"We know it when we see it" is not good enough: toward a standard definition of plagiarism that transcends theft, fraud, and copyright

Author(s) : Fishman, Teddi

Imprint : 2009

Collation : 5 p.

Many of the assumptions that inform the ways we respond to issues of plagiarism are based in laws and traditions that pertain to stealing or to copyright. Laws about stealing, however, assume key concepts that are at odds with the conceptual realities of plagiarism. The notion of taking something, for instance, carries with it the concomitant idea that the rightful owner is deprived of the use of that thing. Laws about copyright are similarly derived from the notion of a physical text being duplicated to make additional (physical) copies to be sold, implying that if copyright is violated, the rightful owner suffers (financial) harm. Neither set of laws appropriately addresses plagiarism, however, which can occur without depriving the author/owner of the work or the right to profit from it. This paper will differentiate the elements of plagiarism from those of theft and copyright violations, and attempt to define plagiarism in terms that accurately describe its essential elements.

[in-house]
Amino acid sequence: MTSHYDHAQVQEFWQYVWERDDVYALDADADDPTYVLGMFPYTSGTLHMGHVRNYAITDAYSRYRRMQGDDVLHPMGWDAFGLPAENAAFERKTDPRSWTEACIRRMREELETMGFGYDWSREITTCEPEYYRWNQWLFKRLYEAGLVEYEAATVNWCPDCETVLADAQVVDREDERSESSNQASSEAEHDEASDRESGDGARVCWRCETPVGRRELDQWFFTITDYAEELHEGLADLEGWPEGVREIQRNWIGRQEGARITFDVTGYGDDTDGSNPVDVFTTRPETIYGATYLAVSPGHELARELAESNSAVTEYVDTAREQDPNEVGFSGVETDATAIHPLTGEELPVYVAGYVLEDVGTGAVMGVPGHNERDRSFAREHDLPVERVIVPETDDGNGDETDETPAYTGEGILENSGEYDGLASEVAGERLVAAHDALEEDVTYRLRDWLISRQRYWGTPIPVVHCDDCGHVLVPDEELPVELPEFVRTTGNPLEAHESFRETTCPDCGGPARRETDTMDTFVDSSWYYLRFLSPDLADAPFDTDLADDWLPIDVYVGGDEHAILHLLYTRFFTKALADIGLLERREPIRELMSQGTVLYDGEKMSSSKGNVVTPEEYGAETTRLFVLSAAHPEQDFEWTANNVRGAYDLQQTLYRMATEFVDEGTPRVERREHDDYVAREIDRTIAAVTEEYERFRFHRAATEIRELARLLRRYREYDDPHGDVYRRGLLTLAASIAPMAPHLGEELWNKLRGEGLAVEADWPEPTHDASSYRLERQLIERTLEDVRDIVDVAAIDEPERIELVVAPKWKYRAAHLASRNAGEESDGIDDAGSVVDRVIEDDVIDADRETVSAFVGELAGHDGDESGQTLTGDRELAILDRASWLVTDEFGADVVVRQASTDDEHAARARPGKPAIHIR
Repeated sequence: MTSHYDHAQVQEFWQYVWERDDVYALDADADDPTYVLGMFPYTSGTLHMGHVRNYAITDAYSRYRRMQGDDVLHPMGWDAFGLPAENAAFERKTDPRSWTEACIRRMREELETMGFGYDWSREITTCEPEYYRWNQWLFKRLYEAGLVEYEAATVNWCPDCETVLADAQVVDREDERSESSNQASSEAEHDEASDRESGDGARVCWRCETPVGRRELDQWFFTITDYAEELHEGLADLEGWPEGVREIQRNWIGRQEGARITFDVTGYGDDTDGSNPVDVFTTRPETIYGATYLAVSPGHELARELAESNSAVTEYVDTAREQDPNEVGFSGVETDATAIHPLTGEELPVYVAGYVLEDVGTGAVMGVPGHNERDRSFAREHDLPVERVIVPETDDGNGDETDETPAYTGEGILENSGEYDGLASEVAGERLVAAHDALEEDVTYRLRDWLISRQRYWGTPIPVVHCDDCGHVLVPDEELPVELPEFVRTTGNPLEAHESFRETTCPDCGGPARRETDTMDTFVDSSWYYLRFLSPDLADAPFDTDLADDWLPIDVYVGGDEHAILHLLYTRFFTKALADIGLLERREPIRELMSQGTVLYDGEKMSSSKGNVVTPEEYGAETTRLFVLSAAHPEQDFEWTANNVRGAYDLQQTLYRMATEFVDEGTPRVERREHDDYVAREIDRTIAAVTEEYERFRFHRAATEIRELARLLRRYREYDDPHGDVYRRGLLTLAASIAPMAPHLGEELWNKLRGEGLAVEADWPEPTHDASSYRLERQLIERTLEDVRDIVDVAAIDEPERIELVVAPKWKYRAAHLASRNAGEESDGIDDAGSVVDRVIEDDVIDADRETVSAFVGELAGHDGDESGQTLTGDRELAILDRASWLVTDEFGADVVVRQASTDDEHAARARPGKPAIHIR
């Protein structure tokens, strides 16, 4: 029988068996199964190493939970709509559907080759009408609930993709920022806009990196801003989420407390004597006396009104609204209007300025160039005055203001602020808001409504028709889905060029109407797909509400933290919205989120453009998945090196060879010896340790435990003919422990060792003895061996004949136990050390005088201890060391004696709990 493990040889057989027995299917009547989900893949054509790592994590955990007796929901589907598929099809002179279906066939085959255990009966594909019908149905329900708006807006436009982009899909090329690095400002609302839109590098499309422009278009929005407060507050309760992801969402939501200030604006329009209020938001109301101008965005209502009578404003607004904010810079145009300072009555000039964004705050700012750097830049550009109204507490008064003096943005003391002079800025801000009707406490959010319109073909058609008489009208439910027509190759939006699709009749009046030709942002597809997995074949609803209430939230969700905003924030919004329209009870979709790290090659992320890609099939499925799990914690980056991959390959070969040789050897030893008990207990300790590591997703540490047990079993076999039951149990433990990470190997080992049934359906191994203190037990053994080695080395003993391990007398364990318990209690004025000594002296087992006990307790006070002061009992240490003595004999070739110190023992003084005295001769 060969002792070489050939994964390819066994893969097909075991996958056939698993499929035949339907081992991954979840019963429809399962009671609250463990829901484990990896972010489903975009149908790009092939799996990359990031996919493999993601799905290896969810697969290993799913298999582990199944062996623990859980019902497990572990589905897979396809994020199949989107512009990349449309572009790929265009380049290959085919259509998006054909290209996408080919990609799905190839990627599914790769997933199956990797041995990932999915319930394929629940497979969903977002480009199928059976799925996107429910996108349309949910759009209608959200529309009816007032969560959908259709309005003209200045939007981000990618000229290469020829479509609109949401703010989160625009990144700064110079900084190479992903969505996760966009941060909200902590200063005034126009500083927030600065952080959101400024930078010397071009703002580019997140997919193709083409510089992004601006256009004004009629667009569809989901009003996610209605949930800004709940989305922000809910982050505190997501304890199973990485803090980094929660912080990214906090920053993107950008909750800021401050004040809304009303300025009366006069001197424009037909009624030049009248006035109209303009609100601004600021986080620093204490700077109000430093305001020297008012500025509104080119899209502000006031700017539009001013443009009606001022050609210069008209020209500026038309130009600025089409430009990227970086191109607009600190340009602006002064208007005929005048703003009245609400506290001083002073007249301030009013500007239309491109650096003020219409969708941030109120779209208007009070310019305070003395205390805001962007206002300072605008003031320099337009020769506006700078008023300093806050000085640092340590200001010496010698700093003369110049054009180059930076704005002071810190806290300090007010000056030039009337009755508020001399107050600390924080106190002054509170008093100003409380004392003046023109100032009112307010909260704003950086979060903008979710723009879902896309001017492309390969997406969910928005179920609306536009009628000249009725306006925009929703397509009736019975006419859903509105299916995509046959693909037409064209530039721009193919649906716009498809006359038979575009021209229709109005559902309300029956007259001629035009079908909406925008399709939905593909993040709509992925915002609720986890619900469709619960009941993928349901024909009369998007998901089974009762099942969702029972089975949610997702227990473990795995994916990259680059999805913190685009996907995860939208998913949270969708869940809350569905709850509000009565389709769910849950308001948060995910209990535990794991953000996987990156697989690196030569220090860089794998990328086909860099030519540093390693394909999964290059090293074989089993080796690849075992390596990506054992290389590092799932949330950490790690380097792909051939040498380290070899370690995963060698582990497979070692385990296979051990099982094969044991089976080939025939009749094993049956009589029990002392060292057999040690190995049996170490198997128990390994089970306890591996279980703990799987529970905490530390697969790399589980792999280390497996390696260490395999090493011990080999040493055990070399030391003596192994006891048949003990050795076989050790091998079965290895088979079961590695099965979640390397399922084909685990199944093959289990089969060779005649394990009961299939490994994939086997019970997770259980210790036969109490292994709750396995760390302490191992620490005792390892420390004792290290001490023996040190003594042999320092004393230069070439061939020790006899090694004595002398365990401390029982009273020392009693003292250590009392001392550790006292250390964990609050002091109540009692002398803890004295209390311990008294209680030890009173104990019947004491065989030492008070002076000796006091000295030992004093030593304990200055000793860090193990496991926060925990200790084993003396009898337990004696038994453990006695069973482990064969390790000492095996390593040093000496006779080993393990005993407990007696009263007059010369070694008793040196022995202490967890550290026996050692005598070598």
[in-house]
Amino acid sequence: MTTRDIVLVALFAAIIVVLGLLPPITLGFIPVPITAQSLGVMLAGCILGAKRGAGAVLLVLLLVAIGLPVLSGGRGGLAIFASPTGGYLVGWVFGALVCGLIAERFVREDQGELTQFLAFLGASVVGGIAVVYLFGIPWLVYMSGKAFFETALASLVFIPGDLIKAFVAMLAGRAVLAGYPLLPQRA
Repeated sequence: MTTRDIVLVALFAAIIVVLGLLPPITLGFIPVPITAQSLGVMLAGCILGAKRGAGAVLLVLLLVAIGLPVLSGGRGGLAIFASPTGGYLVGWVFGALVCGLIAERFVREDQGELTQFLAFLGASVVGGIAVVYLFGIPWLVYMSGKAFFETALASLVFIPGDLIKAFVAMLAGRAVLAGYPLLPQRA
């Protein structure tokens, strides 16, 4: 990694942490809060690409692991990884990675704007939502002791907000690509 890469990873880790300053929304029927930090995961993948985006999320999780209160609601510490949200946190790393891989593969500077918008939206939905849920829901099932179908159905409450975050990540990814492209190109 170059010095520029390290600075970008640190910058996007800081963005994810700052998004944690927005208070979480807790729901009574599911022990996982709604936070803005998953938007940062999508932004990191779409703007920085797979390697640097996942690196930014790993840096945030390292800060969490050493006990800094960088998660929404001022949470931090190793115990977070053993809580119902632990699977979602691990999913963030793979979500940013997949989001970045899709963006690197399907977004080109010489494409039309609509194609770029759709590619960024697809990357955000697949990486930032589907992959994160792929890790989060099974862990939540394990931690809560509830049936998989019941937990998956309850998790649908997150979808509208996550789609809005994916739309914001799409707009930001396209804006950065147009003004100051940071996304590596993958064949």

• Academic fraud, Plagiarism, Anti-corruption strategies, Legal framework, Corruption, Fraud, Intellectual property, Students, Higher education
  • International